MGMT 641. Leading People and Organizations. 3 Hours.
Semester course; 3 lecture hours. 3 credits. Enrollment restricted students who have completed all M.B.A. foundation courses or equivalent, or by permission from the graduate studies in business office. An advanced course in management involving theories and models aimed at developing the managerial competencies needed to analyze, understand, predict and guide individual, group and organizational behavior.
MGMT 642. Business Policy and Strategy. 3 Hours.
Semester course; 3 lecture hours. 3 credits. Prerequisite: completion of five of the following courses -- MGMT 641; MGMT 675; ACCT 608; ECON 610; FIRE 621 or FIRE 623; INFO 661; INFO 664; MKTG 671. Integration of principles and policies of business management from the fields of accounting, economics, marketing, finance, statistics and management in the solution of broad company problems and in the establishment of company policy. Emphasis on interaction of disciplines in efficient administration of a business. Course employs case analysis approach.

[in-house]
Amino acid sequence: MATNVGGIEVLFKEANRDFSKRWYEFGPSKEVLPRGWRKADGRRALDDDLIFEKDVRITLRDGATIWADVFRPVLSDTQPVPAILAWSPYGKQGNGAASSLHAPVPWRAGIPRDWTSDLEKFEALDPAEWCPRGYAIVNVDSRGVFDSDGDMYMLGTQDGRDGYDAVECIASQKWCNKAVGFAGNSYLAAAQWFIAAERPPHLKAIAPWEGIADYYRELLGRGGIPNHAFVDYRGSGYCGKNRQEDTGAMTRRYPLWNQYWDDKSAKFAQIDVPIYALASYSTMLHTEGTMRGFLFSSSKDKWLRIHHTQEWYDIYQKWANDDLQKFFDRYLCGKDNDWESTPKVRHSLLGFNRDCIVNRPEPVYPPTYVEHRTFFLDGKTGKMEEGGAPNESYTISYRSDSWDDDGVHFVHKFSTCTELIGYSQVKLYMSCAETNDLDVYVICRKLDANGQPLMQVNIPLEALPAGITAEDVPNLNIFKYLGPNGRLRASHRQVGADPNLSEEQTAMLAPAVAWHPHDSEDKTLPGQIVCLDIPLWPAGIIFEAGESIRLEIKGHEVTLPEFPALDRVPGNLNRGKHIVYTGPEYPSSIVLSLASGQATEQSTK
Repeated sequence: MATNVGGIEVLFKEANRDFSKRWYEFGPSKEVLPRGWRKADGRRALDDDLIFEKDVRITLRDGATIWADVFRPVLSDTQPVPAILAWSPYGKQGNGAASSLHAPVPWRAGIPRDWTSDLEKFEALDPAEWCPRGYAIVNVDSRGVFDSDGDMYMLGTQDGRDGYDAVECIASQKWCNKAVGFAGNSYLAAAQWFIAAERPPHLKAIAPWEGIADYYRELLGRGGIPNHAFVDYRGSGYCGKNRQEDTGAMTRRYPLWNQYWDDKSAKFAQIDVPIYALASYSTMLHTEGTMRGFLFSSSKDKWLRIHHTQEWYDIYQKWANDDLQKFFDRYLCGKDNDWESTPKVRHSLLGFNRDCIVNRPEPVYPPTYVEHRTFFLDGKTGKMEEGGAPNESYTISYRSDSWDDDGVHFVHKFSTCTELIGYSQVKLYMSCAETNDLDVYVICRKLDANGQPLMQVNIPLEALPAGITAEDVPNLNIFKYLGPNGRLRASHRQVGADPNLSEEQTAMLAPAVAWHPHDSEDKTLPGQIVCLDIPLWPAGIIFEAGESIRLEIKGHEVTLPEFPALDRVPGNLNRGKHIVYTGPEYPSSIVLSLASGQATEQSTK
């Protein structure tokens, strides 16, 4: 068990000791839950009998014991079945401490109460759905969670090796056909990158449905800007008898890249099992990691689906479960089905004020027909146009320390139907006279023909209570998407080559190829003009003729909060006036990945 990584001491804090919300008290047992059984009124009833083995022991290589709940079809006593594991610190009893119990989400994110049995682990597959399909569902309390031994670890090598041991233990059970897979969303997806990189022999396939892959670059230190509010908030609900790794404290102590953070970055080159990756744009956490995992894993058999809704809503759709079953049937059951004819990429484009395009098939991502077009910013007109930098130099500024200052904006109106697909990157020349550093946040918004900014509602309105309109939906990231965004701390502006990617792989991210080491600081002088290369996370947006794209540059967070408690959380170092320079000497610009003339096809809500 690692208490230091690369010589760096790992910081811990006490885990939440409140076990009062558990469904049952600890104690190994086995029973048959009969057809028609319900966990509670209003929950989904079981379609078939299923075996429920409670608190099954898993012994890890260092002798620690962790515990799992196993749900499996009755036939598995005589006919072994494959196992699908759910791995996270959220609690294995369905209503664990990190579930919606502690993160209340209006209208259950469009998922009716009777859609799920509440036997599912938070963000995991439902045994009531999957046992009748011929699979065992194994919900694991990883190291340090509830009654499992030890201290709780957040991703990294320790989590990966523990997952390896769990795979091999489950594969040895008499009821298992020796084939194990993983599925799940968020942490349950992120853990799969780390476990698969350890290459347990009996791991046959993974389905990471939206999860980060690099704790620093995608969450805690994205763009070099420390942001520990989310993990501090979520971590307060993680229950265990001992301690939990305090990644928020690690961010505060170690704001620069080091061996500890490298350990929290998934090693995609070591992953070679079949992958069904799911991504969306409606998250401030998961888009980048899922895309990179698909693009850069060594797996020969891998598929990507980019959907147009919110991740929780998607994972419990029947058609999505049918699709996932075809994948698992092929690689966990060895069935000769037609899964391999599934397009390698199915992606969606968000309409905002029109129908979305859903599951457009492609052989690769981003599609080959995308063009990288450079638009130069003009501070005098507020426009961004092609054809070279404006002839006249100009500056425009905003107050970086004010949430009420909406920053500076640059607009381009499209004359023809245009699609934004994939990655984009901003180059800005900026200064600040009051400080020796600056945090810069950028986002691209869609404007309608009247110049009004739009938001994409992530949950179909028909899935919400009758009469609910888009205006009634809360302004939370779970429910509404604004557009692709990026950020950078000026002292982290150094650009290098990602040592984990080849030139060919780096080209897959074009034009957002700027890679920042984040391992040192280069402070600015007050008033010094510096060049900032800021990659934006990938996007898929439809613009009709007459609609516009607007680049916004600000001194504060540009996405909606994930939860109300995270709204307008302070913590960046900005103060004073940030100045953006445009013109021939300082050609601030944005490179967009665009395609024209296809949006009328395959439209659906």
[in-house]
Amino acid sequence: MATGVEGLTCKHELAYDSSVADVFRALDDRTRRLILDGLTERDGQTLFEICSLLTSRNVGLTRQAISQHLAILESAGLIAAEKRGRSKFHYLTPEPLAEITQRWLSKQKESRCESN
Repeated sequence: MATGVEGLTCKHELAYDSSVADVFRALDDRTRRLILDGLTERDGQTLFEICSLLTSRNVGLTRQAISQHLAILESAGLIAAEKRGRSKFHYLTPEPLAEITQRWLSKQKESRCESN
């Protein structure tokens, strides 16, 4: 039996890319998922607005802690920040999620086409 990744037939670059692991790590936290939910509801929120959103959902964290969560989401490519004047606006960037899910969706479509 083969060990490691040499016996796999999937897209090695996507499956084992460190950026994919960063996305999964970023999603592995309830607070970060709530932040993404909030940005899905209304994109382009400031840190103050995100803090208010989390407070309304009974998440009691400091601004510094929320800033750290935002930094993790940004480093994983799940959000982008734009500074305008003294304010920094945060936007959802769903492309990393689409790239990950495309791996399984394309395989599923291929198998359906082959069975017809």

MGMT 644. International Business Management. 3 Hours.
Semester course; 3 lecture hours. 3 credits. Prerequisites: ECON 500, MGMT 530, MGMT 540 and MKTG 570. Survey course for students interested in international and multinational management. Review of historical, governmental, monetary, and cultural issues affecting the transfer of resources and management knowledge across national boundaries; multinational business and management strategies; study of management practices in selected countries.
MGMT 649. Compensation Policy and Administration. 3 Hours.